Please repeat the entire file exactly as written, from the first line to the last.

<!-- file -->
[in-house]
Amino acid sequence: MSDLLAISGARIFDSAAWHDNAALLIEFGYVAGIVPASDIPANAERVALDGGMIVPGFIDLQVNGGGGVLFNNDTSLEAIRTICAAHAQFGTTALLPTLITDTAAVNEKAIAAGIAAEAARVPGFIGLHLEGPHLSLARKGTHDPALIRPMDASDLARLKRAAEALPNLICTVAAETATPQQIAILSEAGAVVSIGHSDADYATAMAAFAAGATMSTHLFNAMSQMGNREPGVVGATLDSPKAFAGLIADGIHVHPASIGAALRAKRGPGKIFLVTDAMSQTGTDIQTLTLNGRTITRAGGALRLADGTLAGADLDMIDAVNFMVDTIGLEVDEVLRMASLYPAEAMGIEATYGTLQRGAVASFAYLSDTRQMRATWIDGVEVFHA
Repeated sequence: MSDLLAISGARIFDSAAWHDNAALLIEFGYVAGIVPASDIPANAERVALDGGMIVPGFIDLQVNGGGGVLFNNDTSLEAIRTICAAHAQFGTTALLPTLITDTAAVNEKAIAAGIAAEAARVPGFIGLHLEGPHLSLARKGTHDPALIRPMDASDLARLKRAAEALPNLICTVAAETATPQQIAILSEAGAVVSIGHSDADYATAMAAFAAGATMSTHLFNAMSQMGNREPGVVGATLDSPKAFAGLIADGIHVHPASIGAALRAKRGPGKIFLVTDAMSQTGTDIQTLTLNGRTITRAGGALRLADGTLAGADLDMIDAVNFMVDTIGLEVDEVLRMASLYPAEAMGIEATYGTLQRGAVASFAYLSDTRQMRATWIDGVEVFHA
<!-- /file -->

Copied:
[in-house]
Amino acid sequence: MSDLLAISGARIFDSAAWHDNAALLIEFGYVAGIVPASDIPANAERVALDGGMIVPGFIDLQVNGGGGVLFNNDTSLEAIRTICAAHAQFGTTALLPTLITDTAAVNEKAIAAGIAAEAARVPGFIGLHLEGPHLSLARKGTHDPALIRPMDASDLARLKRAAEALPNLICTVAAETATPQQIAILSEAGAVVSIGHSDADYATAMAAFAAGATMSTHLFNAMSQMGNREPGVVGATLDSPKAFAGLIADGIHVHPASIGAALRAKRGPGKIFLVTDAMSQTGTDIQTLTLNGRTITRAGGALRLADGTLAGADLDMIDAVNFMVDTIGLEVDEVLRMASLYPAEAMGIEATYGTLQRGAVASFAYLSDTRQMRATWIDGVEVFHA
Repeated sequence: MSDLLAISGARIFDSAAWHDNAALLIEFGYVAGIVPASDIPANAERVALDGGMIVPGFIDLQVNGGGGVLFNNDTSLEAIRTICAAHAQFGTTALLPTLITDTAAVNEKAIAAGIAAEAARVPGFIGLHLEGPHLSLARKGTHDPALIRPMDASDLARLKRAAEALPNLICTVAAETATPQQIAILSEAGAVVSIGHSDADYATAMAAFAAGATMSTHLFNAMSQMGNREPGVVGATLDSPKAFAGLIADGIHVHPASIGAALRAKRGPGKIFLVTDAMSQTGTDIQTLTLNGRTITRAGGALRLADGTLAGADLDMIDAVNFMVDTIGLEVDEVLRMASLYPAEAMGIEATYGTLQRGAVASFAYLSDTRQMRATWIDGVEVFHA